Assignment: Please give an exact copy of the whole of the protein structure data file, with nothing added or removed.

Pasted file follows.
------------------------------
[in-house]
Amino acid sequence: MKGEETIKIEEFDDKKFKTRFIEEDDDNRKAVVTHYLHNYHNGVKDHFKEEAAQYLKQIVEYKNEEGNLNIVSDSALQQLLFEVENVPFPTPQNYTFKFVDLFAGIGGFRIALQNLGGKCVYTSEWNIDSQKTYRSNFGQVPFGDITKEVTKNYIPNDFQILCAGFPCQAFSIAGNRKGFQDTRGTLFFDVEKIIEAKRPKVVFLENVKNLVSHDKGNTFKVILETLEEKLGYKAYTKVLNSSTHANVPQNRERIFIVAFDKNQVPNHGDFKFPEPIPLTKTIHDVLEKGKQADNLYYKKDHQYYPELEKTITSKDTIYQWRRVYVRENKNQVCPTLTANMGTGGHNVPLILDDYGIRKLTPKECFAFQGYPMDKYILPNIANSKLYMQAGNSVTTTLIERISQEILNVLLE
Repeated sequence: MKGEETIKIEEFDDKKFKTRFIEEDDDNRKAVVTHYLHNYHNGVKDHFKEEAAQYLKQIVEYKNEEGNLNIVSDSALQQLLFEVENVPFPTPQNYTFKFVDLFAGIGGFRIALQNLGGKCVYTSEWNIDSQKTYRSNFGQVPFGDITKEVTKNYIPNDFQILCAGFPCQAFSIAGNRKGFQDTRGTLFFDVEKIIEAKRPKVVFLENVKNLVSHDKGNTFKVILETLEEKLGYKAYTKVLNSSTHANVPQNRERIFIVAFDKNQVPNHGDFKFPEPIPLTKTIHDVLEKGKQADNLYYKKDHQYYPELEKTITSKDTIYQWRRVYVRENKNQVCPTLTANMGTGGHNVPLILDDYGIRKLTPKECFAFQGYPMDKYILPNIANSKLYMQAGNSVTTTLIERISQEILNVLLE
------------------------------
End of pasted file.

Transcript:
[in-house]
Amino acid sequence: MKGEETIKIEEFDDKKFKTRFIEEDDDNRKAVVTHYLHNYHNGVKDHFKEEAAQYLKQIVEYKNEEGNLNIVSDSALQQLLFEVENVPFPTPQNYTFKFVDLFAGIGGFRIALQNLGGKCVYTSEWNIDSQKTYRSNFGQVPFGDITKEVTKNYIPNDFQILCAGFPCQAFSIAGNRKGFQDTRGTLFFDVEKIIEAKRPKVVFLENVKNLVSHDKGNTFKVILETLEEKLGYKAYTKVLNSSTHANVPQNRERIFIVAFDKNQVPNHGDFKFPEPIPLTKTIHDVLEKGKQADNLYYKKDHQYYPELEKTITSKDTIYQWRRVYVRENKNQVCPTLTANMGTGGHNVPLILDDYGIRKLTPKECFAFQGYPMDKYILPNIANSKLYMQAGNSVTTTLIERISQEILNVLLE
Repeated sequence: MKGEETIKIEEFDDKKFKTRFIEEDDDNRKAVVTHYLHNYHNGVKDHFKEEAAQYLKQIVEYKNEEGNLNIVSDSALQQLLFEVENVPFPTPQNYTFKFVDLFAGIGGFRIALQNLGGKCVYTSEWNIDSQKTYRSNFGQVPFGDITKEVTKNYIPNDFQILCAGFPCQAFSIAGNRKGFQDTRGTLFFDVEKIIEAKRPKVVFLENVKNLVSHDKGNTFKVILETLEEKLGYKAYTKVLNSSTHANVPQNRERIFIVAFDKNQVPNHGDFKFPEPIPLTKTIHDVLEKGKQADNLYYKKDHQYYPELEKTITSKDTIYQWRRVYVRENKNQVCPTLTANMGTGGHNVPLILDDYGIRKLTPKECFAFQGYPMDKYILPNIANSKLYMQAGNSVTTTLIERISQEILNVLLE